It may all sound the same to the layman, but to those proficient or even dabbling in the metalsmithing world, it’s important to know the distinctions between the different types of smiths. A smith fashions useful items out of various metals and many categories of this trade exist. Knowing the different types of smiths will help narrow your focus and lead you to acquire the proper equipment for a specific project.


An arrowsmith makes arrowheads out of various types of metals. The work is paired with that of a bow maker (bowyer), bowstring installer (stringer), with the creator crafting the remaining shaft and fletching done by a fletcher.


A blacksmith works with iron and steel to make items such as gates, furniture, horseshoes, and railings by heating their metal of choice until it’s soft enough to rework. Then, they hammer, bend, cut, and cool the metal to set its new shape.


A bladesmith makes knives, swords, daggers, and other bladed varieties. This is done using a forge, hammer, anvil, and additional smithing tools.


A brownsmith, also known as a coppersmith, creates more household items, such as sculptures, pitchers, kettles, and decorations. Additionally, artisan brownsmiths can create shields of armor and jewelry using many of the same tools blacksmiths use at a much lower heat.


A coinsmith makes double-sided coins, though it would be rare to do such work with federal guidelines and specified services for such work already in place. Nowadays, coinsmiths make jewelry such as bracelets, anklets, and rings.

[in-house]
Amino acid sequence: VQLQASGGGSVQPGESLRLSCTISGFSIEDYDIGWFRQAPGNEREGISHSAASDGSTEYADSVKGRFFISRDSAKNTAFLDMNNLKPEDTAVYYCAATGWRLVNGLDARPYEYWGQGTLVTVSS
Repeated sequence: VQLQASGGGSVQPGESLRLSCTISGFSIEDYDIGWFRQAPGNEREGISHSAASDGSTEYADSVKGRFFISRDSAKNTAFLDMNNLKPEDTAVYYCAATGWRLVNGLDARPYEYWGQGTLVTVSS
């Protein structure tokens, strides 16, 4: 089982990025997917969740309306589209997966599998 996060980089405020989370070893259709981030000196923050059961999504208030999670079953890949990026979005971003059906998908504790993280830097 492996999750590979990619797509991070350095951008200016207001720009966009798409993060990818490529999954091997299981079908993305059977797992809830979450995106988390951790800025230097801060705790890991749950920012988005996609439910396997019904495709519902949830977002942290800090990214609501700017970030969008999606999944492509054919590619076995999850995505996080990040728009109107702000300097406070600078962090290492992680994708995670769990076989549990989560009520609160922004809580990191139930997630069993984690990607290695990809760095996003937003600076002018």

A gunsmith caters to those who collect antique firearms and participate in sporting events using them. They repair, modify, design, and even build guns. An armorer typically replaces worn parts of standard firearms, yet a gunsmith can create parts from scratch in addition to restoring them.

There are many additional types of smiths that exist to specialize in particular fields of metalwork. It can be easy to decipher what type of smith is needed for a particular job simply by its name. A great indication that these trades have been around so long is that they share the name with the material they work with. As you can now see, the type of metal used often serves as a prefix for the actual metal type.

There is little difference between smithing and forging. Both use a process of heating and shaping metals by pressing or hitting them against a die or anvil. To accomplish these tasks, you’ll need many of the same tools and equipment. Cast Master Elite has all the necessary forging supplies for sale to allow different types of smiths to prepare for their specified area of interest.

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